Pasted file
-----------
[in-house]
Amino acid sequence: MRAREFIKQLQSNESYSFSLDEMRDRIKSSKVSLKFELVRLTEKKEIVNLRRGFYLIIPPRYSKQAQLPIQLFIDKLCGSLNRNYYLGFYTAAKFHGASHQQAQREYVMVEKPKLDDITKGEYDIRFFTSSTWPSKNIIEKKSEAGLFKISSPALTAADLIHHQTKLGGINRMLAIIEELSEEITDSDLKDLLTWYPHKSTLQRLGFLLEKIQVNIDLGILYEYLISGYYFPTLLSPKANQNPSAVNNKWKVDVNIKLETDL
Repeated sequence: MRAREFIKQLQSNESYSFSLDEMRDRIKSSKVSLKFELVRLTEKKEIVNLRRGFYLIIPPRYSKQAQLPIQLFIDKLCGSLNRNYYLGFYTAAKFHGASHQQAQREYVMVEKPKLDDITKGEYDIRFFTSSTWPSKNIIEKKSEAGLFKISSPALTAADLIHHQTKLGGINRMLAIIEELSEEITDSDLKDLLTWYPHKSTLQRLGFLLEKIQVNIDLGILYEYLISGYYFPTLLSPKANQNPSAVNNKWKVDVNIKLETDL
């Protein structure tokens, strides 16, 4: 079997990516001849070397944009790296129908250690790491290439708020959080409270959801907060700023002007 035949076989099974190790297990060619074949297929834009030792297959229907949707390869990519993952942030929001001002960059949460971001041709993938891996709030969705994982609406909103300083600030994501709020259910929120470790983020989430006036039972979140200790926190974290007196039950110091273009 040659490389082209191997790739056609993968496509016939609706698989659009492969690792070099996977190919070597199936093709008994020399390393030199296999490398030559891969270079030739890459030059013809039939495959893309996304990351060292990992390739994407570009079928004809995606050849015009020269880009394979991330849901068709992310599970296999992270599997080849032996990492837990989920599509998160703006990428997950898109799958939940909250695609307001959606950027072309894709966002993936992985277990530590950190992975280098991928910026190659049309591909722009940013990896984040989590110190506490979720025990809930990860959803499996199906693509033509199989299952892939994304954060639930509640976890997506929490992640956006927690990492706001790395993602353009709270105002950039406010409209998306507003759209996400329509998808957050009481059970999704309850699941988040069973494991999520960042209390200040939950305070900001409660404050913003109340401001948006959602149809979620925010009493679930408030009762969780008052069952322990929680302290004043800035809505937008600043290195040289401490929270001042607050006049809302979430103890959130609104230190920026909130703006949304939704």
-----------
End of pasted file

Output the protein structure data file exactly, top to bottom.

[in-house]
Amino acid sequence: MRAREFIKQLQSNESYSFSLDEMRDRIKSSKVSLKFELVRLTEKKEIVNLRRGFYLIIPPRYSKQAQLPIQLFIDKLCGSLNRNYYLGFYTAAKFHGASHQQAQREYVMVEKPKLDDITKGEYDIRFFTSSTWPSKNIIEKKSEAGLFKISSPALTAADLIHHQTKLGGINRMLAIIEELSEEITDSDLKDLLTWYPHKSTLQRLGFLLEKIQVNIDLGILYEYLISGYYFPTLLSPKANQNPSAVNNKWKVDVNIKLETDL
Repeated sequence: MRAREFIKQLQSNESYSFSLDEMRDRIKSSKVSLKFELVRLTEKKEIVNLRRGFYLIIPPRYSKQAQLPIQLFIDKLCGSLNRNYYLGFYTAAKFHGASHQQAQREYVMVEKPKLDDITKGEYDIRFFTSSTWPSKNIIEKKSEAGLFKISSPALTAADLIHHQTKLGGINRMLAIIEELSEEITDSDLKDLLTWYPHKSTLQRLGFLLEKIQVNIDLGILYEYLISGYYFPTLLSPKANQNPSAVNNKWKVDVNIKLETDL
């Protein structure tokens, strides 16, 4: 079997990516001849070397944009790296129908250690790491290439708020959080409270959801907060700023002007 035949076989099974190790297990060619074949297929834009030792297959229907949707390869990519993952942030929001001002960059949460971001041709993938891996709030969705994982609406909103300083600030994501709020259910929120470790983020989430006036039972979140200790926190974290007196039950110091273009 040659490389082209191997790739056609993968496509016939609706698989659009492969690792070099996977190919070597199936093709008994020399390393030199296999490398030559891969270079030739890459030059013809039939495959893309996304990351060292990992390739994407570009079928004809995606050849015009020269880009394979991330849901068709992310599970296999992270599997080849032996990492837990989920599509998160703006990428997950898109799958939940909250695609307001959606950027072309894709966002993936992985277990530590950190992975280098991928910026190659049309591909722009940013990896984040989590110190506490979720025990809930990860959803499996199906693509033509199989299952892939994304954060639930509640976890997506929490992640956006927690990492706001790395993602353009709270105002950039406010409209998306507003759209996400329509998808957050009481059970999704309850699941988040069973494991999520960042209390200040939950305070900001409660404050913003109340401001948006959602149809979620925010009493679930408030009762969780008052069952322990929680302290004043800035809505937008600043290195040289401490929270001042607050006049809302979430103890959130609104230190920026909130703006949304939704």